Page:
Flour Recipe from Artisanal GF Cooking

1 1/4c brown rice flour
3/4c sorghum flour
2/3c cornstarch
1/4c potato starch
1T + 1t potato flour
1t xanthan gum

Mix well with a wire whisk or preferably run the ingrediants several times through a flour sifter.  Store in a airtight container.  Sift or whisk again before use.  Do not pack tightly when using.

Potato Gnocchi from Artisanal GF Cooking with a few modifications in italics

     2lbs starchy potatoes (we used Yukon Golds)
     2 eggs beaten
     1 to 1 1/2c flour mix
     pinch salt
     pinch nutmeg (while not in the original recipe Wendy and I decided that this would be a nice        addition)
  1. Peel potatoes, cut into chunks and boil in salted water until fork tender.  (the original recipe calls for baking the potatoes but in the interest of time we boiled them instead)
  2. Run under cool water (or scoop out baked potatoes and let meat cool)
  3. Press potato meat through a ricer or Foley mill for best result but can also be mashed
  4. The Italian thing to do is mound the potatoes on a counter and make a well in the middle for the eggs.  We used mixing bowls.
  5. Add 1c flour
  6. Mix.  We used our hands and got really messy.  Yay!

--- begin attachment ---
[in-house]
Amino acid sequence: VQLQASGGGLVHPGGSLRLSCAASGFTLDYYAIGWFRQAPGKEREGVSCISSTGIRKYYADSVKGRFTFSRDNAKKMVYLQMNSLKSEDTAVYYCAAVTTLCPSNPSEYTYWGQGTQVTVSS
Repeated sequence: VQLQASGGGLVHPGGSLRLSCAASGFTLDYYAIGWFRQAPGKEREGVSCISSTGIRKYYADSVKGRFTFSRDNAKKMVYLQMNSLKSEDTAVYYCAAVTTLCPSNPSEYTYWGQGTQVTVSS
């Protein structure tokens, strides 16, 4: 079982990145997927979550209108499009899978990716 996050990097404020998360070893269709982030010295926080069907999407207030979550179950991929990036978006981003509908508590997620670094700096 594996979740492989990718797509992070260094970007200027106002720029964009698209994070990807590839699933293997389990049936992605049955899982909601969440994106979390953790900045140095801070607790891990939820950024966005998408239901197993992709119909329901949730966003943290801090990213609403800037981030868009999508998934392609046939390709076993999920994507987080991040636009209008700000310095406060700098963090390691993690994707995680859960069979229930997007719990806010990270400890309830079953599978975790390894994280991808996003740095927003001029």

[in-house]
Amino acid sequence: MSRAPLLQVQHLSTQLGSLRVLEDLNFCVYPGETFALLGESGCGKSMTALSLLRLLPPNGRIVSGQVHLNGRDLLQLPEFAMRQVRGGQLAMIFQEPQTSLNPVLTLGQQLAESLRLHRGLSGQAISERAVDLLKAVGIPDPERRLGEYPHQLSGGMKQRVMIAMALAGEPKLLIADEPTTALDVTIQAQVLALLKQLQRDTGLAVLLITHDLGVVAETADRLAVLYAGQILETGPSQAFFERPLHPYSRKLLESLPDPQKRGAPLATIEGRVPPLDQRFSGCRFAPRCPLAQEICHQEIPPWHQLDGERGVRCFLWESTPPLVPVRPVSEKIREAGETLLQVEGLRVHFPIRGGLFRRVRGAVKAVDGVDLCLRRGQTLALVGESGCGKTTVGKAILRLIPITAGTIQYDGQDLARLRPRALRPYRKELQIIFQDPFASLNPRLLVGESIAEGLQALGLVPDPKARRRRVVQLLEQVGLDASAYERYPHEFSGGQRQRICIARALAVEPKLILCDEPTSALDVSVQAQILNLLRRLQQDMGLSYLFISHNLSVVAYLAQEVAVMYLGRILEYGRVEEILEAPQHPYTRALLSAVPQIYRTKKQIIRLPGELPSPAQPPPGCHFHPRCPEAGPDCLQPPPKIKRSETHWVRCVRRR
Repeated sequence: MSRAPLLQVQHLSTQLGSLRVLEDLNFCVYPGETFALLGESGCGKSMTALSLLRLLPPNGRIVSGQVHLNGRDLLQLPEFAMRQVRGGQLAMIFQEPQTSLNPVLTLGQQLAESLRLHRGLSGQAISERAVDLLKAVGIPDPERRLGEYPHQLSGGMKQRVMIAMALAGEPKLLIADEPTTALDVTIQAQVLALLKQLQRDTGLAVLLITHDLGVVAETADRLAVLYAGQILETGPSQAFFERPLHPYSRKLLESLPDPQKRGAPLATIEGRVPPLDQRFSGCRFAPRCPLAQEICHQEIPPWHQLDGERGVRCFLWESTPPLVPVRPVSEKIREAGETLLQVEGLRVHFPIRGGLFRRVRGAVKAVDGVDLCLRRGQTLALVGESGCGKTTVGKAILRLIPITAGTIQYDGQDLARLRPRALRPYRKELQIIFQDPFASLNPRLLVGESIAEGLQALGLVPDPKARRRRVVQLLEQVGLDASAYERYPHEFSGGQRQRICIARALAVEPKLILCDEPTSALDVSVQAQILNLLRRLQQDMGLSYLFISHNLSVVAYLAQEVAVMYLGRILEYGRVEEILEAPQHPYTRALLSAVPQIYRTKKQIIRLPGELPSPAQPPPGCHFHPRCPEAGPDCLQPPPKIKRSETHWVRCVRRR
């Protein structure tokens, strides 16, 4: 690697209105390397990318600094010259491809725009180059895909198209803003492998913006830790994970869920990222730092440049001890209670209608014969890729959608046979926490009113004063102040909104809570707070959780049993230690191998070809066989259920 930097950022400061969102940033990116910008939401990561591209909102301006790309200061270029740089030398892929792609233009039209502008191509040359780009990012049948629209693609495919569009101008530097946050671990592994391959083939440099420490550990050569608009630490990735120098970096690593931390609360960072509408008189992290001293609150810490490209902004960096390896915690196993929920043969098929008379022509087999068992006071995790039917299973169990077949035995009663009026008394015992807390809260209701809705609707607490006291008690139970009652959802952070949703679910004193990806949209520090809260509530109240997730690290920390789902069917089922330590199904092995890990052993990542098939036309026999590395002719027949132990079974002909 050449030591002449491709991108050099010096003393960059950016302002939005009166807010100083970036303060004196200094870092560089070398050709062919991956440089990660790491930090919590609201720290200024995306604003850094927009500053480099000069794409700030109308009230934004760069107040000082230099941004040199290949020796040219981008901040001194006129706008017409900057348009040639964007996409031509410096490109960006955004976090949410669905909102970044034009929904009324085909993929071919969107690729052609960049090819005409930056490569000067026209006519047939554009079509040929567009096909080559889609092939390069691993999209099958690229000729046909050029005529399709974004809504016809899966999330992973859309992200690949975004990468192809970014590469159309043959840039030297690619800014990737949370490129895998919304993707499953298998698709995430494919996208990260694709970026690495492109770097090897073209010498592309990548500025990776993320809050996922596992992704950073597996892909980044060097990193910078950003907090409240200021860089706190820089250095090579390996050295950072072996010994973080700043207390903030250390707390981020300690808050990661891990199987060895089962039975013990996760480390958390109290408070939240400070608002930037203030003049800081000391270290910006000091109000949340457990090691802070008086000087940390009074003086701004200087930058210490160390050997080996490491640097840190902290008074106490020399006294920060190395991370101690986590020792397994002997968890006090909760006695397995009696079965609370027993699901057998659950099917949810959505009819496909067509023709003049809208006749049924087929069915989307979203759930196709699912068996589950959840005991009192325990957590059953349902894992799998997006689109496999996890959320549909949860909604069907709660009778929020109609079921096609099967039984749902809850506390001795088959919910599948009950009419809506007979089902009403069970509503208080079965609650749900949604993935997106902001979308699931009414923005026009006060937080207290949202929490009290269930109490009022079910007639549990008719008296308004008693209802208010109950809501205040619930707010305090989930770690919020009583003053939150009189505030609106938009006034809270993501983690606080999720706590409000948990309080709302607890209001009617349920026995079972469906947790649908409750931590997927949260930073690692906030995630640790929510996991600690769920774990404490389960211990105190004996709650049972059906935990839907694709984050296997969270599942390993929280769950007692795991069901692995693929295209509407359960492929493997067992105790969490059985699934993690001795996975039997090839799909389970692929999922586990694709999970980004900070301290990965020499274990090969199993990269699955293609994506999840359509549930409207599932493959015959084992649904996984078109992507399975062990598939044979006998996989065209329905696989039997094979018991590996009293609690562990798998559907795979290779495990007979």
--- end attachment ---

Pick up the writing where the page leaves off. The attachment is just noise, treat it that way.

7. Work the dough and add additional flour to make it smooth and firm but not sticky and stiff.  See video below.  It should feel/act like Playdough
  8. Set a large pot of salted water to boil
  9. Make 1/2" diameter dough snakes by rolling it out on a floured surface
  10. Chop snake up into 3/4" bits.  It is more important to make them the same size rather than an exact diameter.  The size will effect the cooking time.
  11. Roll bits over fork tines to make a well on the finger side and ridges on the fork side.  This gives the sauce places to stick to.
  12. Once the water is at a hard rolling boil drop in the dough balls about a dozen at a time into the liquid.  Make sure the water does NOT stop boiling.
  13. The gnocchi will sink and then when cooked float to the surface.  This is when they can be scooped out.  Once they float they should boil 2-3 minutes.  You can give them a gentle nudge during cooking to make sure they aren't sticking to each other or the bottom of the pot.  We discovered the hard way that you do have to use a large pot since you can't see for the bubbles if you use a smaller one.
  14. They can now either be cooled or popped into a pan with some sauce.

Pumpkin Gnocchi from Delicious Simplicity

     1c canned pumpkin puree
     1 3/4c flour
     1 egg
     1/2t salt
  1. In a bowl combine pumpkin, flour, egg and salt.
  2. Mix until thoroughly incorporated
  3. Bring a large pot of salted water to boil
  4. Use two teaspoons to shape dough into grape sized lumps
  5. Drop into boiling water.  They will sink.  Once they rise to the top they are done.  This should take roughly 2 minutes.  Again only drop in about a dozen and do not let the water stop boiling.